With much anticipation and very little fanfare the Australian Taxation Office quietly released information about corporate tax entities with a total income of $100 million or more for the 2013–14 income year and how much tax they paid.
If you’re not doing anything dishonest then you should have no fear of public disclosure. Nonetheless, although we are all meant to be equal under the law, until now many firms have been employing accountants and lawyers to shroud their true corporate and social behaviour under the cover of privacy whilst the Government stood by quietly (that is, the information was deemed confidential by the ATO).
The media frenzy surrounding the release of information demonstrates that the public demands disclosure from all. So do these new tax transparency regulations finally lift the lid on so that the public can peek inside? Critically, these disclosures come with many limitations.
For instance, included are companies, corporate unit trusts, public trading trusts and corporate limited partnerships with a total income of $100 million or more. However, excluded from the ATO disclosure are firms that have not lodged their tax returns before September.
Certain Australian-owned resident private companies are excluded from reporting if they are Australian-owned residents with a total income of $250 million, or not a member of a foreign holding company, and some simply for unspecified reasons.
Another limitation is that the data set released by the ATO has only three columns of numbers: total income, taxable income and income tax payable. This is where it gets tricky. First, the deductions claimed against total income to arrive at net profit are not disclosed.
Second, there is nothing to explain why a firm like Qantas (with huge carry forward of their previous fleet write-downs) had no taxable income in that year. Also, simply multiplying taxable income by the company tax rate of 30% rarely explains income tax payable because there is nothing to explain how a firm deducts tax offsets, such as the research and development (R&D) incentive and franking credits.
Hence, data from the ATO list is not simply comparable to that from the financial statements. Reasons for this range from different consolidation requirements and choices, different rules within the tax system, and the effect of tax incentives.
For the Macquarie Group for instance, the financial statements reported revenues of $12.743 billion but the ATO list reported total income of $8.1 billion. This is a reduction of over 36% and there remains no publicly available information to explain this discrepancy.
Here is a brief summary of the facts, as the significance of the event has to some degree clouded much of the analysis.
In total 1,539 entities are included, including wholly owned subsidiaries of MNC such as Apple, Google and Cisco (all of which are large proprietary companies), the largest publicly listed Australian companies such as BHP and Rio Tinto, as well as large proprietary companies such as healthcare insurer BUPA Australia, mining giant Glencore, and beverages company, Lion.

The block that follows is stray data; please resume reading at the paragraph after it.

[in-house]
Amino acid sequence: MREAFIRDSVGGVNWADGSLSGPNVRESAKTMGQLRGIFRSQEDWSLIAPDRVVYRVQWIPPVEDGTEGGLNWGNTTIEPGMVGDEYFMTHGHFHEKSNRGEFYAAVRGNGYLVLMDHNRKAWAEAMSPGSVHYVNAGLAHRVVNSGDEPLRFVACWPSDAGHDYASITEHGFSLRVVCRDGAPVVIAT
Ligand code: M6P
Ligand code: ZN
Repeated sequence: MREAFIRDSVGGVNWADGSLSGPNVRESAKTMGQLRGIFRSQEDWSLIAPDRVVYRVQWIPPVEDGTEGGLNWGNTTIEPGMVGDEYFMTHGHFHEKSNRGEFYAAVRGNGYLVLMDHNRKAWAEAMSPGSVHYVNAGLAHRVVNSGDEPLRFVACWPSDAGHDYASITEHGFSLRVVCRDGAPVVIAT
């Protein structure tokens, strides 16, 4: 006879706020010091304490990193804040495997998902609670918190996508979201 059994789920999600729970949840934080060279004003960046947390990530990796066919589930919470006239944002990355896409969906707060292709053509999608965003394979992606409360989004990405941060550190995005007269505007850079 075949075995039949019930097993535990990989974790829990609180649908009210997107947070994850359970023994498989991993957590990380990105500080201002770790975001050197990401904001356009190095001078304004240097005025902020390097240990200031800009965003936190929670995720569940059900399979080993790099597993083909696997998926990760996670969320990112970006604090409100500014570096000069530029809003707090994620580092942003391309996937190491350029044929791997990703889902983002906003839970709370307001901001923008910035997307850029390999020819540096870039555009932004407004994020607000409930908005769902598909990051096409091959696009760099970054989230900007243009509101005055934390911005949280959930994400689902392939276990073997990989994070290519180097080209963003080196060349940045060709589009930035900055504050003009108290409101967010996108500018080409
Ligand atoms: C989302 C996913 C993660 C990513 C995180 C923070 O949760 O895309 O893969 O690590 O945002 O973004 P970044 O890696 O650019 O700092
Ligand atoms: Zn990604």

Of these 1,539 entities listed by the ATO, 466, or 30% of these firms report no tax payable for the 2013-2014 tax year. This includes some large, well-known companies such as Qantas, GHP Pty Ltd, ExxonMobil Aust, Lend Lease, Glencore, General Motors Aust., Vodafone Hutchison, Anglo American Aust, Chevron Aust, Ford Australia, Hewlett Packard, Sydney Airport, Goodman Fielder, Macquarie Telecom Group, TEN Network, NBN Co., Goldman Sachs ANZ, JP Morgan Aust, and publisher News Australia, part of Rupert Murdoch’s empire.
Aggregate analysis reveals that gross income of $1,629 billion earned by these firms is reduced down to $169 billion in taxable income. This equates to a tax “net margin” of only 10.4%. While this calculation of a “net margin” is rudimentary, it should equate closely to the financial statement calculated net margin of net profit before tax on total revenues. The tax “net margin” is well below the financial statement net margin for a number of large US subsidiaries.
For instance, subsidiaries of Apple, Hewlett Packard, Chevron, Cisco Systems, Microsoft and Google that are included on the list with their average tax margin from the ATO at 3.5% compared to their parent group net margin of 20.8%. This indicates that these firms seem to be increasing expenses and reducing revenues in Australia.
A reduced amount of tax payable doesn’t necessarily mean tax avoidance. However, many firms, using legal tactics, are not even filing financial reports with THE Australian Securities and Investment Commission (ASIC), let alone attempting to explain their tax affairs.
At least now they’ll be forced to explain their aggressive tax arrangements publicly, otherwise we suspect that the capital markets which are the ultimate arbiter of public sentiment may punish those who remain recalcitrant. While the ATO’s data set is a positive step forward, it’s only the first in a series of many needed to better inform the Australian public about the tax affairs of all “publicly accountable” for-profit businesses operating in this country.
Significantly, will these firms continue to be as tax aggressive given that a light has now been shone into their hollow, and will the government expand the limited disclosures and improve public accountability in the run-up to next year’s federal election?